We help IT Professionals succeed at work.

I need a SQL statement to select a person and their buddies and their buddies buddies

rostara
rostara asked
on
551 Views
Last Modified: 2013-12-19
I have a table in Oracle that contains buddy list information. It contains the user's buddies. The columns are "username" and "buddy". Data looks like this (listing Mary and Sue's buddies:

USERNAME   BUDDY
Mary              Bob
Mary              Sue
Mary              Bill
Sue                Bill
Sue                Joe

 I am trying to write a query that starts with a specific username and finds all of their buddies. Then I want to take the result set and find all the buddies for each person in the result set; and possibly do it once more. I would like to do this in a single SQL statement. I thought it might be a CONNECT BY query, but this isn't really a hierarchy, since everyone could be a parent and a child of everyone else.
Comment
Watch Question

Kevin CrossChief Technology Officer
CERTIFIED EXPERT
Most Valuable Expert 2011

Commented:
You can use a recursive common table expression (cte -- WITH).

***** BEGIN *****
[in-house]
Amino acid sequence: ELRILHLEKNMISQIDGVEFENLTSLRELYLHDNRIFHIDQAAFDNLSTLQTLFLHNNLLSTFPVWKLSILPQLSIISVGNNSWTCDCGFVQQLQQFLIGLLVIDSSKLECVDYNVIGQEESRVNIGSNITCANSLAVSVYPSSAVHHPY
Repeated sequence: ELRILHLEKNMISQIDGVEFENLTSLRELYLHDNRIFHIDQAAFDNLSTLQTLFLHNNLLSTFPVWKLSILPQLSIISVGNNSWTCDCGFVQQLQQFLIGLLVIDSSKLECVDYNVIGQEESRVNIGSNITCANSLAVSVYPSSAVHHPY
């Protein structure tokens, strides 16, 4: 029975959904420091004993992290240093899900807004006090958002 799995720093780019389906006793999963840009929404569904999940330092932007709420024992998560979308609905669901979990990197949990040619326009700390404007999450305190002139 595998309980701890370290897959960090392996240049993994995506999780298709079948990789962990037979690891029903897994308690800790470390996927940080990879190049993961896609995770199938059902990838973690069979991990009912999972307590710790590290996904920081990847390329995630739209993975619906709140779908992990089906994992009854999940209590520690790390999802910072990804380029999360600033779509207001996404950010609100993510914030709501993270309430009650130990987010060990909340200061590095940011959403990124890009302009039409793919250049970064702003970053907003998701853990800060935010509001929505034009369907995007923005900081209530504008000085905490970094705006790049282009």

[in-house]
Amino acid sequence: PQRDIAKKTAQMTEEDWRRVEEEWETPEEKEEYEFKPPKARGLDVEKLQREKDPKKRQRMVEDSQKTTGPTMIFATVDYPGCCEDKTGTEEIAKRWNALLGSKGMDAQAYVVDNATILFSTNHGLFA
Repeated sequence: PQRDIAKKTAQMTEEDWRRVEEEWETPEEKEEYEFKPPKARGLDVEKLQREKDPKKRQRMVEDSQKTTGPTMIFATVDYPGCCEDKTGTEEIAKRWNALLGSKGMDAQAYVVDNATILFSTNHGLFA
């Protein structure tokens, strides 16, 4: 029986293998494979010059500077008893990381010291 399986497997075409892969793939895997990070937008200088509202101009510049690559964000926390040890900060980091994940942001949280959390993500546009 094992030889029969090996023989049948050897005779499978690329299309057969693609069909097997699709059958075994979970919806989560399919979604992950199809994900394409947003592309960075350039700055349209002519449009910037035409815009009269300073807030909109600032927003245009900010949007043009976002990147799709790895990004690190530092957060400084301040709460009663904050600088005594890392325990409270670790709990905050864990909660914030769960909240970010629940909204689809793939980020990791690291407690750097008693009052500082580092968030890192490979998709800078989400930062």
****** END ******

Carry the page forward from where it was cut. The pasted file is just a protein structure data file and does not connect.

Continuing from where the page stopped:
http://iggyfernandez.wordpress.com/2010/02/28/i-heart-recursive-subquery-factoring/

Kdo wrote this EE article for DB2, but the explanation of CTE recursion should be portable to Oracle and aid in your understanding of the concept.
https://www.experts-exchange.com/Database/DB2/A_3618-Recursive-SQL-in-DB2-Converting-rows-to-columns.html

See below.  Note you can change ub.username to bl.username if you want the results to come reflect all your buddies as friends of whomever you selected first, but given you are selecting by a specific username you would probably just do a final select of buddy anyway...

You can add in a level column that starts at 0 or 1 for the first select and then in the recursive piece do level+1 so you can control how many levels deep you go.  I am more of a MS SQL person where there is a MAXRECURSION option that I can't remember if is available for Oracle.

Hope that makes sense.
with buddyList as (